Groundhog Day

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Ah life. A relentless, wearying, cortisol-fuelled rollercoaster ride recently... and most of 2017 really, starting with my exams at the beginning of the year. Ned's discharge from Transplant Unit just before New Year's Eve perhaps instilled some hope that 2018 might possibly be a better year for our family... 

Ned had his transplant on the 27th November, and it went smoothly, by the grace of God – although Eleanor (present at the door during infusion, thanks to donor privilege) fainted while watching! Poor 2yo poppet had had croup 2.5 weeks earlier, then gastro 4 days prior (being admitted to hospital till the procedure), then fasted till theatre just after midday – with not one complaint. She was fairly fatigued and in pain for the following couple of weeks, but has now made a full recovery, being well and truly back to her cheeky, mischievous, vivacious self. Although now, she refers to every man in theatre scrubs as “my theatre doctor”, and calls the RCH “MY host-el where Ned goes” (as opposed to being previously named “Ned’s host-el”).

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The weeks following transplant, including Christmas, stretched out in a bleak Groundhog pattern, in a sealed transplant ward bubble, with growing anticipation of engraftment with each passing day. The days were long, and the weeks were short. Regular bloods told the story of what his bone marrow was doing, while his small body was wracked with pain (from mucositis), nausea, fatigue, incontinence and various other awful symptoms. Consequently, he soon ceased to tolerate any oral foods, and vomited up his nasogastric tube, thus condemning him to TPN (IV nutrition, so to speak). Seth and I split the weeks – Seth home with the girls half the week, while I was in with the boys, and vice versa. It was an emotionally harrowing time as we dealt with not only Ned’s immense suffering in that small room, his sadness at losing his hair yet again and missing his sisters, but we also had to stay up to speed with the medical issues, maintain necessary prompt care & constant distractions for Ned, round-the-clock nighttime care, keep the irritable baby fed and comforted, and coordinate & care for the girls on the outside of the transplant unit, all whilst being separated ourselves. It was a life that I wouldn’t wish on anyone, but it was a life sustained by God, in the capable, knowledgeable hands of a very experienced medical team, in a rigidly-controlled unit.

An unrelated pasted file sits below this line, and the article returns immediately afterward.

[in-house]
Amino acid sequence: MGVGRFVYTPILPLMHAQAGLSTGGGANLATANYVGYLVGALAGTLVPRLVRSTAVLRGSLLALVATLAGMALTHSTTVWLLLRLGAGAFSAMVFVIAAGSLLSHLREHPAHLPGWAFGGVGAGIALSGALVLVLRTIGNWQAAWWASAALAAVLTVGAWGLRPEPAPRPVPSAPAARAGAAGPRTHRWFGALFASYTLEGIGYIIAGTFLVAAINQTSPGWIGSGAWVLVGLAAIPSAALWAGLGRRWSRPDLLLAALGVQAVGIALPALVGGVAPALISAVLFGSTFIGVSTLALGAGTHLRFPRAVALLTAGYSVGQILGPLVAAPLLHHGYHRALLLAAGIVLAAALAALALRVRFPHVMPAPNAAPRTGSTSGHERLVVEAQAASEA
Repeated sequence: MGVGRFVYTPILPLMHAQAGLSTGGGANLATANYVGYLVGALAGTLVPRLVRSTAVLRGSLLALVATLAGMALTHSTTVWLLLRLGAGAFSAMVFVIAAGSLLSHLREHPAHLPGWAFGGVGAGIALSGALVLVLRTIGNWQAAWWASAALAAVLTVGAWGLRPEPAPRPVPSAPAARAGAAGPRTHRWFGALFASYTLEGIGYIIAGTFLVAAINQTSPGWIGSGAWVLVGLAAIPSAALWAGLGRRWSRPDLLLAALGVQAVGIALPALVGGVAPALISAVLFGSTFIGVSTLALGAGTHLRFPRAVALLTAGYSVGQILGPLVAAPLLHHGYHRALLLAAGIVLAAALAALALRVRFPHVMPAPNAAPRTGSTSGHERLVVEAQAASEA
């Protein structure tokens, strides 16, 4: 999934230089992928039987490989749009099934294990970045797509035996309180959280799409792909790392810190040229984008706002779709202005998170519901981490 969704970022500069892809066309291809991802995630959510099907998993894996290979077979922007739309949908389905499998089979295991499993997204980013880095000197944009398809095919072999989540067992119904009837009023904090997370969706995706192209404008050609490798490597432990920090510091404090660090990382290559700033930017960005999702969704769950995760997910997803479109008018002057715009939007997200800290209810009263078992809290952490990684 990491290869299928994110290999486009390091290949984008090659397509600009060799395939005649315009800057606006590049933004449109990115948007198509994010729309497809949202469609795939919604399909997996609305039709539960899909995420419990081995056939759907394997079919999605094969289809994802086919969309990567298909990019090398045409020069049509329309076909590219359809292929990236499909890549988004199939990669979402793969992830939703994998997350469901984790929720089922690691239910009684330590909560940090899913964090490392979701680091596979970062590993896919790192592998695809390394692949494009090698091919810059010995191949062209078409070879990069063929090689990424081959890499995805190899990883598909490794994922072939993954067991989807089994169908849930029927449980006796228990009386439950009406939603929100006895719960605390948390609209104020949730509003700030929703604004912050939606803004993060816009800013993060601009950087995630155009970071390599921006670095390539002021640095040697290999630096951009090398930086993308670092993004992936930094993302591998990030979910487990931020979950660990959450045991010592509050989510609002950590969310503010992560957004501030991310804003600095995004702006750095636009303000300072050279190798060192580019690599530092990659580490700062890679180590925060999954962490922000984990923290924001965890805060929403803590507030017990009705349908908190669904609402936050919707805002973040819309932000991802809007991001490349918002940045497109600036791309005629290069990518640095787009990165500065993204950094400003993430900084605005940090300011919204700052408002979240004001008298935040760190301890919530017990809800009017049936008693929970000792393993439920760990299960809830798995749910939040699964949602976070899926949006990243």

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Official engraftment occurred by Day +26 – a milestone based on stable bloods, showing that his new marrow from Eleanor was finally producing its own cells. It was an exciting day, but soon followed by the requisite nasogastric tube reinsertion (a very distressing day owing to initial misplacement), and the commencement of the inevitable mealtime cajoling and eating conflicts.